Basic Covenant Dynamics: Deuteronomy 4:25-31
Eschatology in Moses’ writings develops out of a basic pattern of blessing and judgment. According to Moses, the judgments and the blessings of the covenant would not continue in an eternal circle, never going anywhere or toward any goal. On the contrary, Moses saw a definite end, or eschaton, in the future. To understand how Moses taught a culmination to the covenant life, or an eschaton, we need to see three elements in his outlook on history: first, exile; second, repentance and forgiveness; and third, restoration from exile.
In the first place, Moses expected that judgments would increase as Israel went further and further away from God. This increase in judgment would culminate in the exile of Israel from the Promised Land. The people of God would suffer defeat in war, and the harmony of nature in the Promised Land would turn into the corruption of nature. The people of God would be scattered among the nations, and the Land of Promise would lie in ruins. Consider the way Moses puts it in Deuteronomy 4:25-28:
After you have had children and grandchildren and have lived in the land a long time — if you then become corrupt and make any kind of idol, doing evil in the eyes of the Lord your God and provoking him to anger, I call heaven and earth as witnesses against you this day that you will quickly perish from the land that you are crossing the Jordan to possess. You will not live there long but will certainly be destroyed. The Lord will scatter you among the peoples, and only a few of you will survive among the nations to which the Lord will drive you. There you will worship man-made gods of wood and stone, which cannot see or hear or eat or smell.
We see here that Moses predicted that a terrible exile would take place, but as horrible as this exile would be, it was not the end of the history of God’s covenant with Israel. Repentance and forgiveness could change the situation of exile. As Moses put it in 4:29:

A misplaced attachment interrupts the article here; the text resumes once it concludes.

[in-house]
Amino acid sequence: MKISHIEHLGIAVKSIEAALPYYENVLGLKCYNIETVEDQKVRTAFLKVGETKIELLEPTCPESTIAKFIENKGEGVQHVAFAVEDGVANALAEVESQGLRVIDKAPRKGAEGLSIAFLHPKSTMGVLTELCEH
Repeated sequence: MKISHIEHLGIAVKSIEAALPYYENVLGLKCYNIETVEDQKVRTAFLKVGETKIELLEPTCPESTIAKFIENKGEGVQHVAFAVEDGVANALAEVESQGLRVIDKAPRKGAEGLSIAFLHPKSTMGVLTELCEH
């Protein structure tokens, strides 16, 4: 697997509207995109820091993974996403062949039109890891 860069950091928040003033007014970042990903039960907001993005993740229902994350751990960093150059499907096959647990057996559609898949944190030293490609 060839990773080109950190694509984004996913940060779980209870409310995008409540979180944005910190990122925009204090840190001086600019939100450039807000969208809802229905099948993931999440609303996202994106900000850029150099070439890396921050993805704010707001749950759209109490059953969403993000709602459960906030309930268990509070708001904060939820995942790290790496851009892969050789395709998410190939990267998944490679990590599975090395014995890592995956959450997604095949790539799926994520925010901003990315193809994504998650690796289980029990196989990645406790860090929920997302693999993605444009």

But if from there you seek the Lord your God, you will find him if you look for him with all your heart and with all your soul.
Once exile had occurred, the people of God could come to their senses, repent and then find forgiveness from God.
What would be the result of this repentance and forgiveness? In a word, it would be restoration from exile. Moses taught that God would have mercy on his people and bring them back to the land to enjoy a permanent state of unimaginable covenant blessings. Consider the way Moses described the culmination of covenant blessing in Deuteronomy 4:30-31:
When you are in distress and all these things have happened to you, then in latter days you will return to the Lord your God and obey him. For the Lord your God is a merciful God; he will not abandon or destroy you or forget the covenant with your forefathers, which he confirmed to them by oath.
In 4:30, Moses coined a technical term for this period of final restoration. He said that the restoration of Israel after the exile would take place in the “latter days.” The Hebrew behind this expression is b’aharit hayyamim (הַיָּמִ֔ים בְּאַחֲרִית֙). In most cases this kind of terminology simply meant “the future” of some indefinite sort. But here, in Deuteronomy 4:30 we find the technical use of the terminology “the last days” or “the culmination of history.” This technical use appears in many places in the prophets, including Isaiah 2:2; Micah 4:1; and Hosea 3:5. In the New Testament, the same expression occurs in Acts 2:17; Hebrews 1:2; and James 5:3. In fact, it is this expression from which we get our theological term “eschatology” — the study of last things or last events.